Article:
yes, steam traps of all kinds (including boiler return) for home heating -- never mind commercial and industrial -- are still easily available. No problem. Steam heating systems both domestic and commercial are very much alive and well. Vapour systems likewise (I have one and love it). Not too many new ones being built (although look around this site and you find some) because they tend to be a bit more expensive to install, and finding someone who even knows how to thread and spin pipe, never mind design and install a steam system is pretty hard to do. Do get Dan's books -- you will surely find them handy as a reference, and one of them (A Pocketfull of Steam Problems) might be cheap enough to have the students buy... Have at it!

if it really is a union

@ November 21, 2008 1:17 PM in Radiators leaking at the union

which it certainly should be... I have seen condensate drip from unions on steam systems where the union isn't together quite square, or drawn up quite tight. Do take it apart and clean it, but if the faces of the union are damaged you may have a bad time sealing it (I have been known to use red RTV silicone, but that's a kludge - if the faces are smooth, don't). Sometimes helps to wiggle the radiator just a bit when pulling the union together...

It seems a bit odd

@ November 21, 2008 1:09 PM in A Steamy Mess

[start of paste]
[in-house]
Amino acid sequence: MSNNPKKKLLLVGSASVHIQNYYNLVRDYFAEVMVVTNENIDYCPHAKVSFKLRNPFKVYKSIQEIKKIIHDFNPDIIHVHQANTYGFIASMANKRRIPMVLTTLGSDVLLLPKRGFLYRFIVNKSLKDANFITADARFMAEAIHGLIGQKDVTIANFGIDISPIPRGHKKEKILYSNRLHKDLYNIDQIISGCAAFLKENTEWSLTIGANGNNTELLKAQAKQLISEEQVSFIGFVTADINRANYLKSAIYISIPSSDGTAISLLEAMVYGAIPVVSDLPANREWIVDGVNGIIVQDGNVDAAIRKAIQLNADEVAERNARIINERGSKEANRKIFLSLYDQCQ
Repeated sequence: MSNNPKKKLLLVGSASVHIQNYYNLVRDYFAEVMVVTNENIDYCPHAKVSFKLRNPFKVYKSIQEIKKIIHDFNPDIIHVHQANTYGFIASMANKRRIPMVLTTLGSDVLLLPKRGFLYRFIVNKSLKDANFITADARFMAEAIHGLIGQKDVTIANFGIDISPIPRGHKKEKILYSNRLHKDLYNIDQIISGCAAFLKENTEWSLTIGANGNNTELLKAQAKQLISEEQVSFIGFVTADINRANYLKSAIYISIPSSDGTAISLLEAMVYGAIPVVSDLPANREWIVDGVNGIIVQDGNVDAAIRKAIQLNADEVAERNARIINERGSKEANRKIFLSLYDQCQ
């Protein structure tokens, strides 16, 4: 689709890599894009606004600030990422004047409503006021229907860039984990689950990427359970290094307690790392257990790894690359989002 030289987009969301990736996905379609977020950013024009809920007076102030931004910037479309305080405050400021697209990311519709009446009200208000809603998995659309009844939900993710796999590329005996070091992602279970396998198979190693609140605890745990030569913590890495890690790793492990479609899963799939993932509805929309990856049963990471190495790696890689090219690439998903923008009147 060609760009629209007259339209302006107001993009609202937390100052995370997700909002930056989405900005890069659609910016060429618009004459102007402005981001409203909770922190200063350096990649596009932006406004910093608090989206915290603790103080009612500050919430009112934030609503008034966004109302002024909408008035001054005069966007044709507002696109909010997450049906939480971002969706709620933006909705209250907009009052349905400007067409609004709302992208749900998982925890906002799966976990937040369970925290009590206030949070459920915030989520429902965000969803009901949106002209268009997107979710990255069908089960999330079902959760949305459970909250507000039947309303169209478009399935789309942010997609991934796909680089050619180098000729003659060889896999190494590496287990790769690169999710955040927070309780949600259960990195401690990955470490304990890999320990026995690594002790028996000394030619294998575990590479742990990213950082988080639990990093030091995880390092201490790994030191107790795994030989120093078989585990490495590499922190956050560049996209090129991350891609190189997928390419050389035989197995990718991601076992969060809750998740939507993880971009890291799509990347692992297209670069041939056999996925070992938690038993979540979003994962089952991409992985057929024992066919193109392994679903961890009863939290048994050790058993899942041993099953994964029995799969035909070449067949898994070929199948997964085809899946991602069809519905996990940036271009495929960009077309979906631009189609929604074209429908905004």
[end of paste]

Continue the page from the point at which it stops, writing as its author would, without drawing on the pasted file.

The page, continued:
that lowering the pressure setting would stop steam from rising to the second or third floors -- lowering the pressure in an hydronic system might, but not steam. However, steam can only go into places which air can get out of. Are there vents on the individual radiators? If not, the way air gets out is through the traps and into the dry return(s). From there it should be able to get to a main vent somewhere. However, if some piping got changed at some point, it is possible that there is a low point in the dry return which doesn't have a drip. Water could get trapped in there. Now depending on how low the low point is, at low pressure the system might not be able to force air around that water, whereas it might be able to at a higher pressure. Although with some banging... ! I would be inclined to trace the piping very very carefully, starting at the boiler, thinking like steam, air, and water. For instance: Air and water can go through a trap (that's working right), but not steam. Air can go through a vent, but neither steam nor water. Water cannot go uphill! Neither air nor steam can get through a water pocket. And post some pictures!